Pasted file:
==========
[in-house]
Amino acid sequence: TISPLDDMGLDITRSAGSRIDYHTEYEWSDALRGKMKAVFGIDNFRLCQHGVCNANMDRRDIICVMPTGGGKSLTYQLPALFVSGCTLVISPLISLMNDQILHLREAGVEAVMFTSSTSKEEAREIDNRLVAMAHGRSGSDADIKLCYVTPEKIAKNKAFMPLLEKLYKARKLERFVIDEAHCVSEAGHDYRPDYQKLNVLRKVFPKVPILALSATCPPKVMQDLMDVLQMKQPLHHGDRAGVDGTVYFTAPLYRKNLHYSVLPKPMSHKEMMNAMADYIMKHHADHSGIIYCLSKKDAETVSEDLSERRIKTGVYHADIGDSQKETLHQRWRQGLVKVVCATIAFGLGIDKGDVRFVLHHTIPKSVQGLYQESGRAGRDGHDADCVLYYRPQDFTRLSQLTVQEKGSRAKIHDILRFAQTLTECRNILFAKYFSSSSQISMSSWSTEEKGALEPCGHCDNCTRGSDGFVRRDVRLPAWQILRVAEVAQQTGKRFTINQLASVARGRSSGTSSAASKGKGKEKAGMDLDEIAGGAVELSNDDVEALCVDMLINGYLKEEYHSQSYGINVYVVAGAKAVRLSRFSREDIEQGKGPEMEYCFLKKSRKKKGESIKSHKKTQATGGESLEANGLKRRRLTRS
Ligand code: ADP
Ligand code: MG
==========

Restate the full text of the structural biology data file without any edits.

[in-house]
Amino acid sequence: TISPLDDMGLDITRSAGSRIDYHTEYEWSDALRGKMKAVFGIDNFRLCQHGVCNANMDRRDIICVMPTGGGKSLTYQLPALFVSGCTLVISPLISLMNDQILHLREAGVEAVMFTSSTSKEEAREIDNRLVAMAHGRSGSDADIKLCYVTPEKIAKNKAFMPLLEKLYKARKLERFVIDEAHCVSEAGHDYRPDYQKLNVLRKVFPKVPILALSATCPPKVMQDLMDVLQMKQPLHHGDRAGVDGTVYFTAPLYRKNLHYSVLPKPMSHKEMMNAMADYIMKHHADHSGIIYCLSKKDAETVSEDLSERRIKTGVYHADIGDSQKETLHQRWRQGLVKVVCATIAFGLGIDKGDVRFVLHHTIPKSVQGLYQESGRAGRDGHDADCVLYYRPQDFTRLSQLTVQEKGSRAKIHDILRFAQTLTECRNILFAKYFSSSSQISMSSWSTEEKGALEPCGHCDNCTRGSDGFVRRDVRLPAWQILRVAEVAQQTGKRFTINQLASVARGRSSGTSSAASKGKGKEKAGMDLDEIAGGAVELSNDDVEALCVDMLINGYLKEEYHSQSYGINVYVVAGAKAVRLSRFSREDIEQGKGPEMEYCFLKKSRKKKGESIKSHKKTQATGGESLEANGLKRRRLTRS
Ligand code: ADP
Ligand code: MG